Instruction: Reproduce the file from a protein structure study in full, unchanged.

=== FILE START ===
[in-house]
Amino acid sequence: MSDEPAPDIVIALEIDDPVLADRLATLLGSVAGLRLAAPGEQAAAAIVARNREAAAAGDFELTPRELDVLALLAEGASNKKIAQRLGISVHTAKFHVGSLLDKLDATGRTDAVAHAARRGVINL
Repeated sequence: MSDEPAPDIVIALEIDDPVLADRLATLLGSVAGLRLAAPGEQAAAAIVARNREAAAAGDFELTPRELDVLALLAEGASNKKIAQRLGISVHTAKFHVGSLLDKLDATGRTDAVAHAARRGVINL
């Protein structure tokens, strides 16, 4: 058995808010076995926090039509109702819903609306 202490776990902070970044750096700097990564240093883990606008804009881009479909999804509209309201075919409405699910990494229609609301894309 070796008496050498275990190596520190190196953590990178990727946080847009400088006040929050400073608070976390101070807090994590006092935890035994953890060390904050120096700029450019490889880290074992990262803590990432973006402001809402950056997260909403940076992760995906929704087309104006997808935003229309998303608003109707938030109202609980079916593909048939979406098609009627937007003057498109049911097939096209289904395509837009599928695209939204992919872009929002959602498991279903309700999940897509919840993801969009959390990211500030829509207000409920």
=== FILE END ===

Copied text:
[in-house]
Amino acid sequence: MSDEPAPDIVIALEIDDPVLADRLATLLGSVAGLRLAAPGEQAAAAIVARNREAAAAGDFELTPRELDVLALLAEGASNKKIAQRLGISVHTAKFHVGSLLDKLDATGRTDAVAHAARRGVINL
Repeated sequence: MSDEPAPDIVIALEIDDPVLADRLATLLGSVAGLRLAAPGEQAAAAIVARNREAAAAGDFELTPRELDVLALLAEGASNKKIAQRLGISVHTAKFHVGSLLDKLDATGRTDAVAHAARRGVINL
């Protein structure tokens, strides 16, 4: 058995808010076995926090039509109702819903609306 202490776990902070970044750096700097990564240093883990606008804009881009479909999804509209309201075919409405699910990494229609609301894309 070796008496050498275990190596520190190196953590990178990727946080847009400088006040929050400073608070976390101070807090994590006092935890035994953890060390904050120096700029450019490889880290074992990262803590990432973006402001809402950056997260909403940076992760995906929704087309104006997808935003229309998303608003109707938030109202609980079916593909048939979406098609009627937007003057498109049911097939096209289904395509837009599928695209939204992919872009929002959602498991279903309700999940897509919840993801969009959390990211500030829509207000409920």